Adam Roberts, the self-styled “Amateur Gourmet,” has been getting so much play lately that he may have to get a new sobriquet. First came his elevation into the Serious Eats family, then an appearance in the New York Times, and his book, The Amateur Gourmet, drops today. Like his counterpart Danyelle Freeman, Roberts is riding the blog gravy train straight to the top. But unlike Freeman, whose new gig at the Daily News is strictly old media, Roberts is promoting his new book with a “virtual book tour” that will bring him to practically every food blog you can think of, and not a few that you can’t think of. “I’m doing a Q&A with Ruhlman, and visiting Orangette, David Leibovitz, Gluten Free Girl, and The Girl Who Ate Everything over the next few weeks,” he tells us. Gluten Free Girl? There will be one real-world reading, at the Park Slope Barnes & Noble on September 24. For the rest of the tour, Roberts is dancing with the one that brung him. We can’t say we would argue with that plan.
Amateur Gourmet [Official Site]
Oh, the excitement back in January, when Freedom Tower construction finally — five-plus years after the attacks — reached the towering height of eight feet below sidewalk level. The milestone was marked by a festive "Metro" section article in the Times, explaining just where you had to stand, and just how you had to crane your neck, to get a view of this feat of construction. So it's with even greater exultation that we discovered this picture on Curbed today, which seems to indicate that construction has — are you sitting down? — actually progressed to above ground! Of course, the Curbed boys speculate what we're seeing is merely a few Portajohns. Perhaps. But, even so, hey, we'll take what we can get.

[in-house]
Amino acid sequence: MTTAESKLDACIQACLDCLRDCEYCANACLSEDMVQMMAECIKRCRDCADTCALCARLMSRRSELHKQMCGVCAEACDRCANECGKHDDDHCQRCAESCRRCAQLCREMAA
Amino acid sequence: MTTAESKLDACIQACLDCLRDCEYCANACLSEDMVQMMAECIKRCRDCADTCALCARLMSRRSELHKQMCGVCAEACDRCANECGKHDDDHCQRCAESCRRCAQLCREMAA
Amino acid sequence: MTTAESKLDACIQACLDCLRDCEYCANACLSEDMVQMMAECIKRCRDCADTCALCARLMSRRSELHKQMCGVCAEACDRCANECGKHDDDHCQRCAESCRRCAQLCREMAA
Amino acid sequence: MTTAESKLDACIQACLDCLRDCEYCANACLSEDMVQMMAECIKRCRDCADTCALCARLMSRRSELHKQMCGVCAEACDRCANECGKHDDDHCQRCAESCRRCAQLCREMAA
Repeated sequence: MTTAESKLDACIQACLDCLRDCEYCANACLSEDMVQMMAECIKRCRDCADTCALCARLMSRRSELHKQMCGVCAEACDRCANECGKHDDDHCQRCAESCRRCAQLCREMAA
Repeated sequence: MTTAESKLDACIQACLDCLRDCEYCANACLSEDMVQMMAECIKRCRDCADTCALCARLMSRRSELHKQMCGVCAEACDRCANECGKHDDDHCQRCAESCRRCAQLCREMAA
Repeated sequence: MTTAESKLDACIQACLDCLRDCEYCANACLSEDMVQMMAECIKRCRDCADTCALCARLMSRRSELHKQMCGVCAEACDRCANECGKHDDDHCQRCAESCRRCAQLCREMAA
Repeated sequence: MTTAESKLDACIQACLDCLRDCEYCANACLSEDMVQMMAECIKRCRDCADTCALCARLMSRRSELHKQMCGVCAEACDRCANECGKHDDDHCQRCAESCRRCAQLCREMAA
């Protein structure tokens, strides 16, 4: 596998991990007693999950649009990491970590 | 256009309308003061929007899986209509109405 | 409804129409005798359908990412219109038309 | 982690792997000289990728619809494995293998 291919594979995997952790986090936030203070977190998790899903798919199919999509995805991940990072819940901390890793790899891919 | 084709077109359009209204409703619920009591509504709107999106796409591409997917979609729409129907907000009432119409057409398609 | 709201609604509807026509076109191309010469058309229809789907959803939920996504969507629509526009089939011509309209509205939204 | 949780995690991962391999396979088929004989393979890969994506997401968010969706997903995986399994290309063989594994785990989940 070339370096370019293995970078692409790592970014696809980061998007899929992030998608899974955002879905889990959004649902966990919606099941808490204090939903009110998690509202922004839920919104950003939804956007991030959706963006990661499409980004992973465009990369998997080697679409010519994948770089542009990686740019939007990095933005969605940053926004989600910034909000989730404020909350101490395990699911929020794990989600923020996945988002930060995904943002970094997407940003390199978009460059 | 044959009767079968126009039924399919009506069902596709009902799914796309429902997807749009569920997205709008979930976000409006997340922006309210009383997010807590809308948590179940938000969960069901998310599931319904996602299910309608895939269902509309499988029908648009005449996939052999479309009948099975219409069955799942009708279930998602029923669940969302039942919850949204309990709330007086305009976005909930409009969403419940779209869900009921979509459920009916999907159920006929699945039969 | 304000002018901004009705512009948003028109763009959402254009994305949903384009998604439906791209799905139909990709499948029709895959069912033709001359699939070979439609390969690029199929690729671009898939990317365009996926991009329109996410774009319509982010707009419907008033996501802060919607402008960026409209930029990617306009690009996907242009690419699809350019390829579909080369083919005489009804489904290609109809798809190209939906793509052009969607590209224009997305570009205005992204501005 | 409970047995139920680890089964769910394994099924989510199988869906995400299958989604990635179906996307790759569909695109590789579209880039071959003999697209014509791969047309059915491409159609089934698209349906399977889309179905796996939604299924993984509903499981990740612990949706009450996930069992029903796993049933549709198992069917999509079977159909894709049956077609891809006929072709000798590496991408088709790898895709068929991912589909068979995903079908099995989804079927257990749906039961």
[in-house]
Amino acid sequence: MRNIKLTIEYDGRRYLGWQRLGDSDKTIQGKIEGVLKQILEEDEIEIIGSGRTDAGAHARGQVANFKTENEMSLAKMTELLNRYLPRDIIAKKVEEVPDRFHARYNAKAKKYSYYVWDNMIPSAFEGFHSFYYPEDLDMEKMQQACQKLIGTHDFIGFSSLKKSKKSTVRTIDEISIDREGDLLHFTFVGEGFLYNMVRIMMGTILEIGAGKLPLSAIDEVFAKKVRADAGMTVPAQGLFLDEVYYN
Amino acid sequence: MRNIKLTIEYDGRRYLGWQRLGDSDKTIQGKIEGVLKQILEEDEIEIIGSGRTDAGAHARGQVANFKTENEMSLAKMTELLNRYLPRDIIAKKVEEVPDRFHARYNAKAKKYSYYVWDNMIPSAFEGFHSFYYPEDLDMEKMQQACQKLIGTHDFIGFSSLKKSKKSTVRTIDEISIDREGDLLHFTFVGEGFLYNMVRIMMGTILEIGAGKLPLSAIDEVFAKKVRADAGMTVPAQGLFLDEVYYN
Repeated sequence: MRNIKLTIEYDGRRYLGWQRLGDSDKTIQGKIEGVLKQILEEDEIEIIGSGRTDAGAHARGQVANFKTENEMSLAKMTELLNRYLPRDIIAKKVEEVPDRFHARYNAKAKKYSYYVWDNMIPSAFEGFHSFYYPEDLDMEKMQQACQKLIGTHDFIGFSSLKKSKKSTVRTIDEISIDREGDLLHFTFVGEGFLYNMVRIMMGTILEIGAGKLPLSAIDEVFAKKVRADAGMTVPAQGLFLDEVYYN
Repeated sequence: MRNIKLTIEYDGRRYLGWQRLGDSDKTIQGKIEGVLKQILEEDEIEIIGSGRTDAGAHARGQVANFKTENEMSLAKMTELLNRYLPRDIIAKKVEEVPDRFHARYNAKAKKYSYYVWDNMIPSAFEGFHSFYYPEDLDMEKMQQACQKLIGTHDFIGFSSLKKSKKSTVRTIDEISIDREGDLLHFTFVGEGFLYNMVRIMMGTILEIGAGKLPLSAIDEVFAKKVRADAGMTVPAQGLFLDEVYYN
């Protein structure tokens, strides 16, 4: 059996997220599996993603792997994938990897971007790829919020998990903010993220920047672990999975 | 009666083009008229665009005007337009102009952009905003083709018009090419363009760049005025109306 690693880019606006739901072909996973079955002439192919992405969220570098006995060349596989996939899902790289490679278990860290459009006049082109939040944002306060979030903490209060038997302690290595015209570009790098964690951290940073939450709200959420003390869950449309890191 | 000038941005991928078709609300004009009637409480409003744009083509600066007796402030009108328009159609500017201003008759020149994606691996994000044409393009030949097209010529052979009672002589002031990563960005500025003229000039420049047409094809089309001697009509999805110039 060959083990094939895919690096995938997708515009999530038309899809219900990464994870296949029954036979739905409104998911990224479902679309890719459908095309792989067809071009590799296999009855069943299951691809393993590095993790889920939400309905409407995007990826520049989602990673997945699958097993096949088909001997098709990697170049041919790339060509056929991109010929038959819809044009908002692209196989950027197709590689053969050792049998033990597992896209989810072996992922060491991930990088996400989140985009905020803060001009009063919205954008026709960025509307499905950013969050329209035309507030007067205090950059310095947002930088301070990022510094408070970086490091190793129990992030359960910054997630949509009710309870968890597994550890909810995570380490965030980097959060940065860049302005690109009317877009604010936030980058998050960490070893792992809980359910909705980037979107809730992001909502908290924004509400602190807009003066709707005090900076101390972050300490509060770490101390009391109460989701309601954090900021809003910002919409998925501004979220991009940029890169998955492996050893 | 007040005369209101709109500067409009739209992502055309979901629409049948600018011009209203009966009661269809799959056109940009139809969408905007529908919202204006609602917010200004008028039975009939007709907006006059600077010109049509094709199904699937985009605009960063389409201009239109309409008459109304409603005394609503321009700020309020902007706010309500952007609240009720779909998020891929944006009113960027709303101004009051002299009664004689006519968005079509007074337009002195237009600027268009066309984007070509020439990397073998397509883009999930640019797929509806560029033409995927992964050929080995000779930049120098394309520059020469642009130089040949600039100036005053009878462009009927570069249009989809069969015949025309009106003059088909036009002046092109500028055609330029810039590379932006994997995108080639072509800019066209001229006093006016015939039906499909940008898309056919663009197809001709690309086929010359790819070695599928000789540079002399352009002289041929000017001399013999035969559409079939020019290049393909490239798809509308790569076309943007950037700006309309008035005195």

WTC Chaos Update: Something Rises Above Grade! [Curbed]
Earlier:The Freedom Tower Exists for Anyone Who Truly Believes In It